Seeing Stonehenge: On Assignment for Discover Britain Magazine with Jeremy Flint

Seeing Stonehenge: On Assignment for Discover Britain Magazine with Jeremy Flint

Uncovering the unknown and revisiting history are two great reasons why photography is so special. When it comes to significant landmarks around the world, we might see thousands of photos of these relics over the course of our lifetime. But the story behind these sites and the individual perspectives behind these photos are truly unique. Time and time again, new photos bring new life to historic destinations.

We connected with travel photographer, feature writer, and PhotoShelter member Jeremy Flint for a behind-the-scenes look at his recent photo assignment for Discover Britain Magazine. Here, he had the opportunity to photograph Stonehenge and some of the staff who help protect this ancient monument. 

But before jumping into this guest post, we want to share a bit more about Jeremy, his impressive career, and also express our gratitude as he shares this inside look at a once-in-a-lifetime assignment.

With a passion for global travel, Jeremy’s award-winning work captures the beauty of destinations and reflects his fascination for culture, traditions and humanity.

Jeremy regularly undertakes commissions for a range of clients where his photography work features in publications including National Geographic Traveller, BA Highlife, Digital Photographer, Outdoor Photography, Scotland, This England, and Discover Britain Magazine. To see more of Jeremy’s work, visit his PhotoShelter website and follow him on Instagram and Facebook.

Jeremy Flint behind the camera

The following is directly from Jeremy Flint:

With a recent photoshoot for Discover Britain Magazine, I was tasked to capture the incredible Stonehenge: one of Britain’s most iconic landmarks, and the custodians of these stones. This was a dream assignment to undertake and a place I have always wanted to photograph.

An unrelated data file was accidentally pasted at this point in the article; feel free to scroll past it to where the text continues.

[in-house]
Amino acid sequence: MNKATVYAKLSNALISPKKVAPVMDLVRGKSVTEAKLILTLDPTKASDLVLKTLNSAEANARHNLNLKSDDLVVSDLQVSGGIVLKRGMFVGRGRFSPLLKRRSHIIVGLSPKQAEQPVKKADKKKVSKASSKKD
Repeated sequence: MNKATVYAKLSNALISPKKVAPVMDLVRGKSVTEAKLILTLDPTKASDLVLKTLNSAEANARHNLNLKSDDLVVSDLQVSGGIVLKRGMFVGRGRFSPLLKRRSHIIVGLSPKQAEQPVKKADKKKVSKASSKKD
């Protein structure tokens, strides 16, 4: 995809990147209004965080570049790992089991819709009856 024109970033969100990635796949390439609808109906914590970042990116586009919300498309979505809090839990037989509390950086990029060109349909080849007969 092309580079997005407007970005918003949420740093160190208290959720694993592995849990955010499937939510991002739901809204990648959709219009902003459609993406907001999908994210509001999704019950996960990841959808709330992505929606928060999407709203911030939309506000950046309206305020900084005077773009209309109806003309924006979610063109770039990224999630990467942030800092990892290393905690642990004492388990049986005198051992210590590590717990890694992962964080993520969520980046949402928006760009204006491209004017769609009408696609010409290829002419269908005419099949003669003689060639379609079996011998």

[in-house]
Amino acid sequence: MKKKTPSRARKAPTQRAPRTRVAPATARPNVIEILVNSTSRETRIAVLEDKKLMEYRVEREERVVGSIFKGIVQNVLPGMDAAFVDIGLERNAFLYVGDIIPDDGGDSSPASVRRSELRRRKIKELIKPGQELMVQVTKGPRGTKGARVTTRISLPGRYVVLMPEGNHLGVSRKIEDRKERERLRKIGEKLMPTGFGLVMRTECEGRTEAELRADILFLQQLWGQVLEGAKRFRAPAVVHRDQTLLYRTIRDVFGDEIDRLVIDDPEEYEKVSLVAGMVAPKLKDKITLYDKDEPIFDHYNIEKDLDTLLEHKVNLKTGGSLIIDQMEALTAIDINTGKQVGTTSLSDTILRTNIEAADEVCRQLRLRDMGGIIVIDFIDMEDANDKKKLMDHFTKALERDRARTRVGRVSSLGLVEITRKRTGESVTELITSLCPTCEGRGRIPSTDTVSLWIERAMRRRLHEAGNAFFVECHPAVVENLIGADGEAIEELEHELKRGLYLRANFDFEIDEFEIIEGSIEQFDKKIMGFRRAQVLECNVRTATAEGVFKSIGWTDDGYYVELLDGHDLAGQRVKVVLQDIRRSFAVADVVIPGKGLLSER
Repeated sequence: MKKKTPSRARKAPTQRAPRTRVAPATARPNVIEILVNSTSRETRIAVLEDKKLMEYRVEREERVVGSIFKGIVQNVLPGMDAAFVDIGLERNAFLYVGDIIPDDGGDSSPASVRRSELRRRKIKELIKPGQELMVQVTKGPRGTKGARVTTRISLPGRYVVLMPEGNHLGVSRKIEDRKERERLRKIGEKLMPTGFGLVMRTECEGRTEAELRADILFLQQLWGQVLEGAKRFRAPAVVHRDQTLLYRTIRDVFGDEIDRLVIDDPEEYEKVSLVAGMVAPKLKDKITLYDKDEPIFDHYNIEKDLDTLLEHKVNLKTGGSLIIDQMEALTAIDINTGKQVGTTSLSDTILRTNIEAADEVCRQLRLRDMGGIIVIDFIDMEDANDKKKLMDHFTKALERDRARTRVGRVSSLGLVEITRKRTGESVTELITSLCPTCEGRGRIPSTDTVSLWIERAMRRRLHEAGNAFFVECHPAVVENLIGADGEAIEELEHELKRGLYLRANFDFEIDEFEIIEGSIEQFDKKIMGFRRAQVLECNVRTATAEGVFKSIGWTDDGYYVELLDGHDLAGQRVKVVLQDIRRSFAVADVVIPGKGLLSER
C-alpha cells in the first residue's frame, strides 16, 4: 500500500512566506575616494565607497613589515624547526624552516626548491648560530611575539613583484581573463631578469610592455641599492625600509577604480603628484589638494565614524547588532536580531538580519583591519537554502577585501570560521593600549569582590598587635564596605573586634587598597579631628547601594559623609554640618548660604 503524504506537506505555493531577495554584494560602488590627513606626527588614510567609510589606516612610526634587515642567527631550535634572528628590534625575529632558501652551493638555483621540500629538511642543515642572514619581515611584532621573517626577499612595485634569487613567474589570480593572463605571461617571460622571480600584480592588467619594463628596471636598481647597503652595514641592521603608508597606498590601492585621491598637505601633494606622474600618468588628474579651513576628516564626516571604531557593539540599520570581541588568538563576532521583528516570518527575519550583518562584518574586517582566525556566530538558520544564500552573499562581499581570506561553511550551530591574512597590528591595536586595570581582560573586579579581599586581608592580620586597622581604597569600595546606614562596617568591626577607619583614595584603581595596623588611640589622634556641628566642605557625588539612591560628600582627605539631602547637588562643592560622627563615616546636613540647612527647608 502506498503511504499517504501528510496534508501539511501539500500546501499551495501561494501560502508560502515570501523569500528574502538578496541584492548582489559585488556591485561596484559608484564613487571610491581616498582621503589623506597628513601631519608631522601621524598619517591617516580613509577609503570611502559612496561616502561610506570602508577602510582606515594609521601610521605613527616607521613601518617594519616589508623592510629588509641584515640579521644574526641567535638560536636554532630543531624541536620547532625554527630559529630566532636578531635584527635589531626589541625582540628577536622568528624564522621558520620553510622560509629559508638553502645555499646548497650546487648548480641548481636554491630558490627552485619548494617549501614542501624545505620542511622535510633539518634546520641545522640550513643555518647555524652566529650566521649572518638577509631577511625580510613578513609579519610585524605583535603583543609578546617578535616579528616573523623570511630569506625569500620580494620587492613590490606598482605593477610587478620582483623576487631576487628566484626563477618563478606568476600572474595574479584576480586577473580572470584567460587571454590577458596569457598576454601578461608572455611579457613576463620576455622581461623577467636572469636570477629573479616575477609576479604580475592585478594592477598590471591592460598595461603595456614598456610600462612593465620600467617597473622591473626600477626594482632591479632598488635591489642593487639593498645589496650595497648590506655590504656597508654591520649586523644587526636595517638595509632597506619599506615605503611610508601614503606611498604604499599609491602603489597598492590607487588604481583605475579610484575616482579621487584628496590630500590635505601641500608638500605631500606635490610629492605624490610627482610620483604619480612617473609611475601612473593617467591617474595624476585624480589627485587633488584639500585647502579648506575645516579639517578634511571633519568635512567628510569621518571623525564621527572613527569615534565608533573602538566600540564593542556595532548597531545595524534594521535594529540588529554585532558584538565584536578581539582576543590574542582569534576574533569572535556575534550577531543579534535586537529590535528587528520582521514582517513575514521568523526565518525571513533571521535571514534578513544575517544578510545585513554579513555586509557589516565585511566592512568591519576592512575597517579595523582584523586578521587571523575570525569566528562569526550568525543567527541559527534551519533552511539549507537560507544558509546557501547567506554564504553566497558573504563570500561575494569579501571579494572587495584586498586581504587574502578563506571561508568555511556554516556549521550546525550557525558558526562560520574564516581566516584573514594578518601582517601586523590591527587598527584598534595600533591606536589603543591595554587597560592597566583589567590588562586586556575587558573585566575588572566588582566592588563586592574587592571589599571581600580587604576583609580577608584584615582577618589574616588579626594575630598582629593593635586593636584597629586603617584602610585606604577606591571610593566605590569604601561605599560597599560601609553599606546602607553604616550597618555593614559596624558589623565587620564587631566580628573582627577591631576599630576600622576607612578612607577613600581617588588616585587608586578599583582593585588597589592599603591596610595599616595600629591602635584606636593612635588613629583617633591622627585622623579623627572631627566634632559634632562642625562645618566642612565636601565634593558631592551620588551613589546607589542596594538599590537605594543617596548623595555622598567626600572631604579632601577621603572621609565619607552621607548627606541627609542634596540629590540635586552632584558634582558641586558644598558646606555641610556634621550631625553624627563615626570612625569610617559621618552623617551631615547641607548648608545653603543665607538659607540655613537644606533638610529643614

Setting the Scene: A Brief History of Stonehenge

Before picking up the camera, I like to look at the history of a place. This is a great way to understand the nature of Stonehenge whilst providing a source of inspiration for the shoot. 

Set in the heart of Wiltshire, Stonehenge is a magnificent neolithic stone circle and simply one of the greatest monuments on Earth. The stones have stood proud on Salisbury Plain ever since their construction around 2500 BC. The striking pillars are a testament to our ancestors’ achievements and creativity. Their assembly required superhuman effort where the stones were raised by up to 100 people per stone and connected using mortise and tenon, and tongue-and-groove joints to fit them into position.

Of the two stone circles, the larger slabs of the outside ring are said to have come from the local Marlborough Downs and the smaller bluestones of the inner circle from the Preseli Hills in Wales. Incredibly, they were carried by sledges and ropes and shaped using basic tools such as hammerstones (large heavy boulders made from flint and stone). 

I found this incredible feat of physical engineering fascinating and wanted to do it justice with the images I would make.

Light and Shadow: Whatever the Weather

Stonehenge is an enchanting place to see, let alone photograph. Having seen images of Stonehenge awash on social media, I wanted to capture my own version of the stones with fresh eyes. I was excited with the shoot and set off in great anticipation.